Production of natural-derived polymers for delivery of nucleic acids


939 650 $


279 170 $


As mentioned above, current production methods of chitosan and NAs must be modified to be amenable to scale-up and to cGMP compliance. The production of medical grade chitosans and their characterization is particularly technically challenging (even more for a modified chitosan), partly since the natural-derived polymer is inherently polydisperse but also because of the strict requirements associated with cGMP production. CS/NA polymeric nanoparticles are currently prepared by manual mixing of small volumes of dilute chitosan and nucleic acid solutions. These polymeric nanoparticle preparations must be used within a few hours post-mixing and are prone to aggregation in physiological conditions. Improvement of the preparation methods and of the polymeric nanoparticles properties is required to increase the quantity and the reproducibility of these products and to significantly broaden their applicability.

The specific technological limits that this project will resolve are:

  • As mentioned above the production of a medical grade chitosans by procedures that are amenable to scale-up and to cGMP compliance is technically challenging. The same challenge applies to the production of modified chitosans. Relying on our established expertise in chitosan science, we will develop innovative, robust and reproducible methods for preparation and characterization of such chitosans that are cGMP compliant.
  • The strict requirements associated with the production of pDNA using processes that are amenable to cGMP compliance represents a challenge that will be tackled by implementing production processes as well as analytical procedures within a quality system.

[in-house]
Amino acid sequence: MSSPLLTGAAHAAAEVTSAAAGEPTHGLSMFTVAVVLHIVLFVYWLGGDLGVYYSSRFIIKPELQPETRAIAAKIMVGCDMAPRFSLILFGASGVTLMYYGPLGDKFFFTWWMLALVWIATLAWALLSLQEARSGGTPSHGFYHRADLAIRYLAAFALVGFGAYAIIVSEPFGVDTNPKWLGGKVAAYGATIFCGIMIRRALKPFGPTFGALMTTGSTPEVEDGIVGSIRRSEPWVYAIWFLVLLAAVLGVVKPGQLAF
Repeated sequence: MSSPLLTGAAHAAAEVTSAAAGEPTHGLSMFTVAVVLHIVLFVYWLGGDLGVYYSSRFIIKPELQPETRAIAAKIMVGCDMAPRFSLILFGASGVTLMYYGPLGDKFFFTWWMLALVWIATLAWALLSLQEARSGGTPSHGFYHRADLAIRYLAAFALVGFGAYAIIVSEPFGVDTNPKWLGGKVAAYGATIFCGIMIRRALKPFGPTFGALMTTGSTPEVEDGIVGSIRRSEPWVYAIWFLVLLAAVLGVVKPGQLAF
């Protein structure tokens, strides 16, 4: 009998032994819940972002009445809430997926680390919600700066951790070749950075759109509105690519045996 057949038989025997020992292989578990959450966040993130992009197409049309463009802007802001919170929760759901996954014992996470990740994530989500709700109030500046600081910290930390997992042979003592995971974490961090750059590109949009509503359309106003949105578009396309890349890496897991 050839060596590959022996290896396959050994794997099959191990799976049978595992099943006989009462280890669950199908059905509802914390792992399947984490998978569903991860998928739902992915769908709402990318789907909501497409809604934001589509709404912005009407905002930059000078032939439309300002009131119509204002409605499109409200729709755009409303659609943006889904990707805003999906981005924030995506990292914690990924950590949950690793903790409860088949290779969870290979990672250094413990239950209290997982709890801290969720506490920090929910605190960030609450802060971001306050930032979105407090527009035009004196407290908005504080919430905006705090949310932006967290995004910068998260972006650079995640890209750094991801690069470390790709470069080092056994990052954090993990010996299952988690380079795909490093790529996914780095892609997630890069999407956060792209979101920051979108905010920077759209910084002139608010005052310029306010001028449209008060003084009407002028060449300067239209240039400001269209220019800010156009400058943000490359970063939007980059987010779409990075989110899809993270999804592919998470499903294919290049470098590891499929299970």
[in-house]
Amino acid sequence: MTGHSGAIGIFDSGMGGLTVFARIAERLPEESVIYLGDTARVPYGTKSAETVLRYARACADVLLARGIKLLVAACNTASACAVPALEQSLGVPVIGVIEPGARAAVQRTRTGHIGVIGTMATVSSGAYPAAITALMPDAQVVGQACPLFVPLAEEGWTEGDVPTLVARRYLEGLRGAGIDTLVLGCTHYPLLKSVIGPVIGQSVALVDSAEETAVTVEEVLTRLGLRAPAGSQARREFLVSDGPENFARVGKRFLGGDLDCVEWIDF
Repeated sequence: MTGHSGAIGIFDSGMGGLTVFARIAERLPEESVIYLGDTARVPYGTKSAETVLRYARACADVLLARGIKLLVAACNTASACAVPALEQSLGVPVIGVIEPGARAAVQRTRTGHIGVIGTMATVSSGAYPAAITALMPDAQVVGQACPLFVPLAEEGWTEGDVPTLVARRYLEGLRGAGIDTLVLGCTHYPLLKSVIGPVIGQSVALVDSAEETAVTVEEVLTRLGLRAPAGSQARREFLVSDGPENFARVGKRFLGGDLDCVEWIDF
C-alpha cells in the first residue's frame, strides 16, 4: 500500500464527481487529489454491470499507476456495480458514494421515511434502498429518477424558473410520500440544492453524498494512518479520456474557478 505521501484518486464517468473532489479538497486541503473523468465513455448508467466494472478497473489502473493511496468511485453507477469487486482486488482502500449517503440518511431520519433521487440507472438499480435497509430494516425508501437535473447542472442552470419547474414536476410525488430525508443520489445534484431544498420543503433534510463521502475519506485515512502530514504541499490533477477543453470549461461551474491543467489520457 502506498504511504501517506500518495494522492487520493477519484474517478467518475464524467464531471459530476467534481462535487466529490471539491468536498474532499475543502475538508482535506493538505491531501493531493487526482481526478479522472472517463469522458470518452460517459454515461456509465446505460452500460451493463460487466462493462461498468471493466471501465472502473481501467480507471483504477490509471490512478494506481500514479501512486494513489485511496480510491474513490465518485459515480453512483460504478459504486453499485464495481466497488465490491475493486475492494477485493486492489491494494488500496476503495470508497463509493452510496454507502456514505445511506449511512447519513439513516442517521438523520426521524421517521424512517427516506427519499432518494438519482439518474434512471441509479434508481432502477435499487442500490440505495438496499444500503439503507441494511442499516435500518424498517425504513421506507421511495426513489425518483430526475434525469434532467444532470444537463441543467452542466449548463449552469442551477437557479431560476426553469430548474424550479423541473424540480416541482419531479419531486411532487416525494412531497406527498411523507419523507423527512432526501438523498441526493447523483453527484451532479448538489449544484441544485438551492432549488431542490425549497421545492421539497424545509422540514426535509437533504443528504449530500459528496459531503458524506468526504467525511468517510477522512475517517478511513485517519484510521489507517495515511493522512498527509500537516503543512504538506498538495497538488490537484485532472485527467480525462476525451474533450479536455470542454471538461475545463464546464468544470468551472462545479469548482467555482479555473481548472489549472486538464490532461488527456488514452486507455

• The volume of polymeric nanoparticles produced currently by manual mixing will be increased by developing an automated in-line mixing system.
  • The limited stability of polymeric nanoparticles in aqueous suspension will be overcome by developing freeze-drying methods for long-term storage and easy distribution of these products.
  • The NA concentration and quantity limitations resulting from the requirement of mixing at low concentration will be overcome by developing concentration methods relying of freeze-drying and tangential flow filtration.
  • The colloidal instability of polymeric nanoparticles in physiological conditions will be overcome by developing of a new family of block copolymers comprised of CS and polyethylene glycol (CS-PEG block copolymer). The use of such block copolymers will additionally facilitate the inclusion of ligand moieties in the polymeric nanoparticles for applications where targeting is required.





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